And why no trials? Well, it is hard to think of any aggressorin history who sought to put his foreign captives on trial. As a rule, invaders don't do that. The U.S. surely hasn't done this in the Middle East. Of the thousands of "terrorist" captives (and I put the term in quotes because in my book a man is still innocent until proved guilty in court) arrested and held for years in Iraq, Afghanistan, Guantanamo, and other hell holes, how many have been put on trial? How many have had lawyers? How many have had anything resembling due process? How many have been allowed to contact their families? The late entertainer Michael Jackson's physician currently is on trial in a procedure exposed on nation-wide television---but which captive of the Pentagon allegedly guilty of the grave crime of seeking to destroy America by force and violence has been afforded a like opportunity to defend himself in a public trial?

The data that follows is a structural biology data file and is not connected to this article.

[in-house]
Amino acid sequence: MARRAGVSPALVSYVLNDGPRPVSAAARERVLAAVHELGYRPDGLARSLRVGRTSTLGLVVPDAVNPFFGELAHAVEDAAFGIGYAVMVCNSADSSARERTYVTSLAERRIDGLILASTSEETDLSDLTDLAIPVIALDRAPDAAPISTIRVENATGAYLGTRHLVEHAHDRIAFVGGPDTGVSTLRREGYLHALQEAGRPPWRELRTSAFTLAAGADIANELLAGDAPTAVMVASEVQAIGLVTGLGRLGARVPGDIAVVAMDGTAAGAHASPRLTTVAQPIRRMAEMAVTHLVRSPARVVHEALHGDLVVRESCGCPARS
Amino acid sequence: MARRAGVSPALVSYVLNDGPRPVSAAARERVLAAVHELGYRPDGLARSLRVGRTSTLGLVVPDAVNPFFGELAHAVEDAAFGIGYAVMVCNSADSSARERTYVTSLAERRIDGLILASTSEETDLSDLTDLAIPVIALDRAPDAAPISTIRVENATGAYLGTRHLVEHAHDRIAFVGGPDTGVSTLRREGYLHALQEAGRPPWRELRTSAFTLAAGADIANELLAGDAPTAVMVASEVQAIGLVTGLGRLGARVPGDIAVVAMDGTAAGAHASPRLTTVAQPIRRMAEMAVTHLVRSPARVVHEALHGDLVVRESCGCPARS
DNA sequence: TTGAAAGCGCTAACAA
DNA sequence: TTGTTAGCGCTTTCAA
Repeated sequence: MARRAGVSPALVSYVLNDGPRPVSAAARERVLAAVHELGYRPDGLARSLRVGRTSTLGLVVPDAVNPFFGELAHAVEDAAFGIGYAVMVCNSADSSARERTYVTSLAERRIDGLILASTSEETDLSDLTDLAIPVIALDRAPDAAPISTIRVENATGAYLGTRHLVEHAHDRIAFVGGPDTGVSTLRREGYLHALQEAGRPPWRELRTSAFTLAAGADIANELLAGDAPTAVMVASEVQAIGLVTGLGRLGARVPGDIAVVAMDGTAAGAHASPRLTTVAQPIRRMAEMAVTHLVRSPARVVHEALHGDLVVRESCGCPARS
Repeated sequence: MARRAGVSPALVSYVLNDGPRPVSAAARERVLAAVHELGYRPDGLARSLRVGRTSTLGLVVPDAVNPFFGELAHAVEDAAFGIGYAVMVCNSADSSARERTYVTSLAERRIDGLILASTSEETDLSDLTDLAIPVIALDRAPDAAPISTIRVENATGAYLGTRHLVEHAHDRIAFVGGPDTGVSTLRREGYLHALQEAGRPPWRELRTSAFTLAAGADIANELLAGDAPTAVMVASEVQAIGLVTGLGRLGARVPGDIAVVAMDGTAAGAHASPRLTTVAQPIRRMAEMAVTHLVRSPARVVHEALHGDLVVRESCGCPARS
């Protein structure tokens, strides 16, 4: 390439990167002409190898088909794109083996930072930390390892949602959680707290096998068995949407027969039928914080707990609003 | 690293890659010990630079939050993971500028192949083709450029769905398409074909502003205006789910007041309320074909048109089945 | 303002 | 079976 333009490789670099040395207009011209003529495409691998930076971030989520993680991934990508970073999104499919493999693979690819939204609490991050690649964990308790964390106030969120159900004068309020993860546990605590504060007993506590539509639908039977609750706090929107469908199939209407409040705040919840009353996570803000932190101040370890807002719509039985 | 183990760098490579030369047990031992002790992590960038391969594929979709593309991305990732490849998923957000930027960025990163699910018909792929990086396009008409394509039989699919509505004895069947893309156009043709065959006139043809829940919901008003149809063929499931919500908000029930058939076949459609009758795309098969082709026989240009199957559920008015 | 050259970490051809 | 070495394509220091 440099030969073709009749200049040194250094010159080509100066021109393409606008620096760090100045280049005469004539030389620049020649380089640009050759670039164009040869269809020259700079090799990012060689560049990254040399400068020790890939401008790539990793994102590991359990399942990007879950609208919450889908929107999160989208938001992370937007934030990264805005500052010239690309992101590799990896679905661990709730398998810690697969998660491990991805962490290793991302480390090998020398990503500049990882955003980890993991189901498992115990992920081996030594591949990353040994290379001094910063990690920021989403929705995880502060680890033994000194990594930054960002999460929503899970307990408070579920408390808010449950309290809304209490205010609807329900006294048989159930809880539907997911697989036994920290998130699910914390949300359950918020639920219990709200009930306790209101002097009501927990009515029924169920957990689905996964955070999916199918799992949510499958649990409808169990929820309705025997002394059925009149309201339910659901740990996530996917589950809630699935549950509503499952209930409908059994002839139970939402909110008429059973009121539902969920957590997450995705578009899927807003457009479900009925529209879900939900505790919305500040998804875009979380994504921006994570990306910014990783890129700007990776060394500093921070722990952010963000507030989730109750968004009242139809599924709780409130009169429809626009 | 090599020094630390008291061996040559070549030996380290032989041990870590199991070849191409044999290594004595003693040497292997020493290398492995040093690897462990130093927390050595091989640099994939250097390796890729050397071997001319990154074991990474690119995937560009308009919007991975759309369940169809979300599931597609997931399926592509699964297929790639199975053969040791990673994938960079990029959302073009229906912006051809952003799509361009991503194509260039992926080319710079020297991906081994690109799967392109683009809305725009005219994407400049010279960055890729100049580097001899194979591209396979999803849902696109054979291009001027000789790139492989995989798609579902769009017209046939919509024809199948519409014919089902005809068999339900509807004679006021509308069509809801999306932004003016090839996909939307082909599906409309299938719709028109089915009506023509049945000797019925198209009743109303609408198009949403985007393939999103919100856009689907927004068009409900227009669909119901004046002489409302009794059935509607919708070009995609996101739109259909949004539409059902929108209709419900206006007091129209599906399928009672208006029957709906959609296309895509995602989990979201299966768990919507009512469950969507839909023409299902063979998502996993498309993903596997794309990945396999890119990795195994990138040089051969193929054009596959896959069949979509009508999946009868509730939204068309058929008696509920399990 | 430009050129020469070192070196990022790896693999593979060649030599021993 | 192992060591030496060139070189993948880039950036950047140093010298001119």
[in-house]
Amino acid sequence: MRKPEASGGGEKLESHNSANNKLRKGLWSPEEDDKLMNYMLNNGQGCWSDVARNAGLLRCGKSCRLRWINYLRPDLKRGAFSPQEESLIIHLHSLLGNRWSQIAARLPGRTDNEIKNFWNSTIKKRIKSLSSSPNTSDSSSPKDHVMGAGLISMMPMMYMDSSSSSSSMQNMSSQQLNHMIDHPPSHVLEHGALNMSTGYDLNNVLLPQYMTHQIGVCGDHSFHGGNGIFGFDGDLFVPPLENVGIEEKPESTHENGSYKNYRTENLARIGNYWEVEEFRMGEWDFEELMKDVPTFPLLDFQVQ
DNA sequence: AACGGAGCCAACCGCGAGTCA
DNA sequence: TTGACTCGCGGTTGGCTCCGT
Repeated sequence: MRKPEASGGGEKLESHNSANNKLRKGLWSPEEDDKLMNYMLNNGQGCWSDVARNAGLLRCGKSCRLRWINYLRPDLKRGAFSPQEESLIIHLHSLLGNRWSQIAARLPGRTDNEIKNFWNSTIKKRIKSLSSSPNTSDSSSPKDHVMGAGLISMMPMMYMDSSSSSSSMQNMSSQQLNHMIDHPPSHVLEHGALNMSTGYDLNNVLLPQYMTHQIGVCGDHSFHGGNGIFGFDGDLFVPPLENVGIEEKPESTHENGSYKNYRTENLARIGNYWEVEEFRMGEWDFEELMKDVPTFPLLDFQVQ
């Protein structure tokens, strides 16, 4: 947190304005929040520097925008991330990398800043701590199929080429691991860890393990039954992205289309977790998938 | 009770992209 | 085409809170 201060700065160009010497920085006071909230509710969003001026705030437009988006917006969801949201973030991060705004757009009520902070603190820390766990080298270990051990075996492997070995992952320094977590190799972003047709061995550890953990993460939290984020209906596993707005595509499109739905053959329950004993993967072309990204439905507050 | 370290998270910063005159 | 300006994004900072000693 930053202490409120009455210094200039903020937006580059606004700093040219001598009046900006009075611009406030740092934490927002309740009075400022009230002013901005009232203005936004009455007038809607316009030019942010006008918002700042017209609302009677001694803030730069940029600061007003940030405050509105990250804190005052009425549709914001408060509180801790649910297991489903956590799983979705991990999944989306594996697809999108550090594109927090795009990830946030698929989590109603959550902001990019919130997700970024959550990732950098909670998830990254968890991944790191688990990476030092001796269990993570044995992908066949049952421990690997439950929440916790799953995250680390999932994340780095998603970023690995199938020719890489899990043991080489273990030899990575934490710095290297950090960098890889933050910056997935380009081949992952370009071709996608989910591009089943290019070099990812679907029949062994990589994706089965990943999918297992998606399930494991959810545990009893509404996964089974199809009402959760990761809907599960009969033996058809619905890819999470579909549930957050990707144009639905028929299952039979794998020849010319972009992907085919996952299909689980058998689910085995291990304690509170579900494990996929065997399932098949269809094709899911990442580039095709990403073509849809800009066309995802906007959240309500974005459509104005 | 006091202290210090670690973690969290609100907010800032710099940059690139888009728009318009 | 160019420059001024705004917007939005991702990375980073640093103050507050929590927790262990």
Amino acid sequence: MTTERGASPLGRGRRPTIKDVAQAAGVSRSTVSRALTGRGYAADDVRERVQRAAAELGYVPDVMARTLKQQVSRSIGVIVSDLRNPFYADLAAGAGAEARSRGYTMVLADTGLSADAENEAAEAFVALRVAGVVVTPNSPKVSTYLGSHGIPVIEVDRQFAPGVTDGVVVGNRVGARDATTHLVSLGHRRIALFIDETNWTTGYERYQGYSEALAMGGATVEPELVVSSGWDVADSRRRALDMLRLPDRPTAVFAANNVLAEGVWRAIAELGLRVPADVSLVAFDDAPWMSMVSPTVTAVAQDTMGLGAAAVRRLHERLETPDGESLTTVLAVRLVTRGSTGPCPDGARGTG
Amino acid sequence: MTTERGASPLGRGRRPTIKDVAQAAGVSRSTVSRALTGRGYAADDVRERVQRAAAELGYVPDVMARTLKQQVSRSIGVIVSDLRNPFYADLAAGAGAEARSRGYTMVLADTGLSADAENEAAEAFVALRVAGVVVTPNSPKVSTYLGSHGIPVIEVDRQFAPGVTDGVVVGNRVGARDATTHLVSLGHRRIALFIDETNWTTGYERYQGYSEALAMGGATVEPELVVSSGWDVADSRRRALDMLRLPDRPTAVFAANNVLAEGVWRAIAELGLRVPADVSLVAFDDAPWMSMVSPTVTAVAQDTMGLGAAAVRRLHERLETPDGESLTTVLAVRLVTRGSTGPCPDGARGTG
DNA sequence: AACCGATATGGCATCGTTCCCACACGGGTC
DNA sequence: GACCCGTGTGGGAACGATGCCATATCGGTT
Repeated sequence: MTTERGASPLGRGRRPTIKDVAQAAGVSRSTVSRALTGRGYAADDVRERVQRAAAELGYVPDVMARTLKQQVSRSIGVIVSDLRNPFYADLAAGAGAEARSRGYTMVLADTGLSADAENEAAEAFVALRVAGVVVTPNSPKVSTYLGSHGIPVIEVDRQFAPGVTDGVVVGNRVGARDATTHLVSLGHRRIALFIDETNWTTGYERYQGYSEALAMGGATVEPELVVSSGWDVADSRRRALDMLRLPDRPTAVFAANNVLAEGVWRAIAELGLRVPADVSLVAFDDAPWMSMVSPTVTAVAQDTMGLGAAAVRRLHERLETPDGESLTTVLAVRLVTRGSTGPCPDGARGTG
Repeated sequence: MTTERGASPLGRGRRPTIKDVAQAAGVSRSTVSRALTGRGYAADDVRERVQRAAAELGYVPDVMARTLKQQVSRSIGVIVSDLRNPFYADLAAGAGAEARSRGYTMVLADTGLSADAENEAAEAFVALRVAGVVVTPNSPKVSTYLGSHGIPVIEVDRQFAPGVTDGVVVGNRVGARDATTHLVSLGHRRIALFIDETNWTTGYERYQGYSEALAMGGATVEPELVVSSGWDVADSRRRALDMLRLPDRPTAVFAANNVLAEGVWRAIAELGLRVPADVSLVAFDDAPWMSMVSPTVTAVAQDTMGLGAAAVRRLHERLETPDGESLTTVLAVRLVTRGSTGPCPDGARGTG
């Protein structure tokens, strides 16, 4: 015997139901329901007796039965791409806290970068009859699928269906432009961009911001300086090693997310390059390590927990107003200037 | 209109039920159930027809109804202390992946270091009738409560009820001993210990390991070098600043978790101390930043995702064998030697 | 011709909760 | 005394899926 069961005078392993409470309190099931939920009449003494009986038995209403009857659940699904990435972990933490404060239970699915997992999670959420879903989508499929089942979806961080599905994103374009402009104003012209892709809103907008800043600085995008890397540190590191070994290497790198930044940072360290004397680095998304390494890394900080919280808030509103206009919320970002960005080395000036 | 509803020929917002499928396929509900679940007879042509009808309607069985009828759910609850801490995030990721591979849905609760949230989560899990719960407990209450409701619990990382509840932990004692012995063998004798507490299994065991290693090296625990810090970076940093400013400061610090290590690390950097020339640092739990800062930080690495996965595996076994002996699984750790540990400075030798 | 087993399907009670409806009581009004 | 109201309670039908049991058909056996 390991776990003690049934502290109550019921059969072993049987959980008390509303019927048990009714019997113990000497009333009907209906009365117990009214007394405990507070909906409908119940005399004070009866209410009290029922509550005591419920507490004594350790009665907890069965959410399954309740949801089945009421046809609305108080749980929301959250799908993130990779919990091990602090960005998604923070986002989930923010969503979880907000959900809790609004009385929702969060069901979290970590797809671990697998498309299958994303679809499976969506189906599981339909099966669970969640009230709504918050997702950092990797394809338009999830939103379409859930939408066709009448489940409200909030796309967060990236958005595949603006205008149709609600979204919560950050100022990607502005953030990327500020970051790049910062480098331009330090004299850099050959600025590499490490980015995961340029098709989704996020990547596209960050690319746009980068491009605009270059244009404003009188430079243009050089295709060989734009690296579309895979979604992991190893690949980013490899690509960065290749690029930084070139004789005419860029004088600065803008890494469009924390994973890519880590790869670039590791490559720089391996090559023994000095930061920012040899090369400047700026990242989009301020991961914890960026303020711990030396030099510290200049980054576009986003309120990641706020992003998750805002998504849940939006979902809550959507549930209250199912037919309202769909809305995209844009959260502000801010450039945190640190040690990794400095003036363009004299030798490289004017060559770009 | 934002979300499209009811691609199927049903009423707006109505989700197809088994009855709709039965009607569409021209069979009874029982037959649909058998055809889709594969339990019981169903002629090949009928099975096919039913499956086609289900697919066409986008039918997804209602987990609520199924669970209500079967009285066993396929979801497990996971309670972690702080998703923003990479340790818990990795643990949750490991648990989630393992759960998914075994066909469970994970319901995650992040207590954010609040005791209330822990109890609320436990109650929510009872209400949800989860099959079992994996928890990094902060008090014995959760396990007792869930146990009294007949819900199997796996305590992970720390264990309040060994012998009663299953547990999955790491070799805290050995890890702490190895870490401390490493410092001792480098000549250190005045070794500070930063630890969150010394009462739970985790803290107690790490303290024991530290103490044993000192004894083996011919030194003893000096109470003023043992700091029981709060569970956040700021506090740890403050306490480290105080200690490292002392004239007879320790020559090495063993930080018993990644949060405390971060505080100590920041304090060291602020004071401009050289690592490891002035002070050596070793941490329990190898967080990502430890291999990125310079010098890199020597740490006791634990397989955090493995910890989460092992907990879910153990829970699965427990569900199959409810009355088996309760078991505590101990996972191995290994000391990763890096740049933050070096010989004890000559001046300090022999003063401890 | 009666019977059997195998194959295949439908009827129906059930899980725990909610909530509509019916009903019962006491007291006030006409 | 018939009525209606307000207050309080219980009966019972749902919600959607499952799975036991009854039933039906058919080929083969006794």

If there was the slightest shred of justice in the CIA's renditions, it has been obliterated by the burdens the U.S. has heaped on the several lawyers allowed to represent a handful of the accused, making it difficult for them to visit their clients, to speak to their clients, and to represent them fairly. Worse, the Pentagon has dressed military personnel in civilian suits and sent them to tell captives they are their court-appointed lawyers and can speak to them freely when, in fact, they are spies! And nothing points to American culpability so much as the widespread torture of captives. When, in the annals of human history, has a nation using such foul methods ever been in the right? When has any nation that closets men in secret prisons to deny access to them by the International Red Cross not had something ghastly to hide? When, in all of human history, has any nation that ever outspent all the other nations on the planet combined on armaments not been an aggressor state?